We have waited a long, long time, but it is FINALLY here. Nvidia’s much anticipated and much-delayed Geforce GTX 470/480 cards finally have official reviews and details unveiled. Note that this is a paper launch with no availability.

26mar10oi4t3jghu543 Nvidia Geforce GTX 400 Series Round up

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First off – the good news. Did we mention it is finally here? Yes, it is here, and it is the fastest single GPU card out there today without any doubt. GF100’s Compute abilities are simply sensational, offering a several times improvement over the GTX 285 in many cases. In OpenCL applications, it leaves the HD 5870 far behind. It is a similar situation as far as Tessellation is concerned, with the GTX 480 destroying the HD 5870 in the Unigine Heaven benchmark. Beyond that it is the regular Nvidia benefits of CUDA, PhysX, 3D Vision, etc.

The Nvidia Geforce GTX 480 does make a strong case for itself – but not without severe drawbacks.

Let us step back for a second. The Geforce GTX 480’s was originally designed to be a competitor to the ATI Radeon HD 5970 at the top of the pile – with similar power consumption characteristics. It is somewhat of a failure to be competing with the HD 5870, which is a whole class lower, even after 6 months. Let us not forget the GTX 480’s die is 60% larger, and costs several times more to manufacture. The GTX 480 is clearly faster, but not that much faster.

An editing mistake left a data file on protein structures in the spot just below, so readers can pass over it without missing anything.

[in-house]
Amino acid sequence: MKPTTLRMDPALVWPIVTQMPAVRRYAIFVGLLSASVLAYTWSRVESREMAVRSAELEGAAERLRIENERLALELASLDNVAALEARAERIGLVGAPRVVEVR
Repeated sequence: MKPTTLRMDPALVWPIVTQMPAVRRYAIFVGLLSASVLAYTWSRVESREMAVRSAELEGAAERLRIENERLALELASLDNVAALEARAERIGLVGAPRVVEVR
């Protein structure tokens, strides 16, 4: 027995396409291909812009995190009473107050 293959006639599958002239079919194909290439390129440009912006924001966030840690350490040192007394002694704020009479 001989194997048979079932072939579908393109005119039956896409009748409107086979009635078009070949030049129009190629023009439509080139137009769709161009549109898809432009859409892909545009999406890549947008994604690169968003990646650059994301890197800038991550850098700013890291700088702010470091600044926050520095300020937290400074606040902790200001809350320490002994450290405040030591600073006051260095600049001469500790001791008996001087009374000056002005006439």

On average, the GTX 480 is about 10-15% faster than the HD 5870. Some websites report upto 20%, some as little as 5%. But the average is around 10-15%. There are situations where the GTX 480 trounces the HD 5870, while the HD 5870 sneaks past the GTX 480 in some. A curious observation is the Dirt 2 benchmark. For whatever reason, the GTX 480 doubles back to DX9 mode for the timedemo. For this reason, this is one of the benchmarks where the GTX 480 significantly outperforms the HD 5870, which is doing far more work in DX11. Some reviewers have realized this and done both tests on DX9, but the GTX 480 still comes out on top. However, HardOCP employ a real world playthrough in DX11, and in DX11 mode, the tables are reversed, with the HD 5870 coming out on top of the GTX 480 (and the HD 5850 vs. the GTX 470). With one of the big victories turning into a defeat, the GTX 480’s actual lead is on average about 10%.

As for the GTX 470, the lead over HD 5850 is reported anywhere between being negligible to 10+% – let us take an average of 5-10%.

Factor in the prices ($350), and the GTX 470 makes very little sense, even we get to GF100’s main shortcomings. The GTX 480, priced at $500, commands a premium over the $400 HD 5870. That is a full 25% for a modest 10% performance. It might not offer the same price-performance value, but it does hold the single GPU crown, and as we know, in general, price-performance ratio diminishes as performance increases. Based on performance and features alone, we believe the GTX 480 might just make sense at $500. It is worth mentioning that the GTX 480 is handily trounced by the HD 5970 in most situations. The HD 5970 was released at $599, but a more realistic price today is $650-700.

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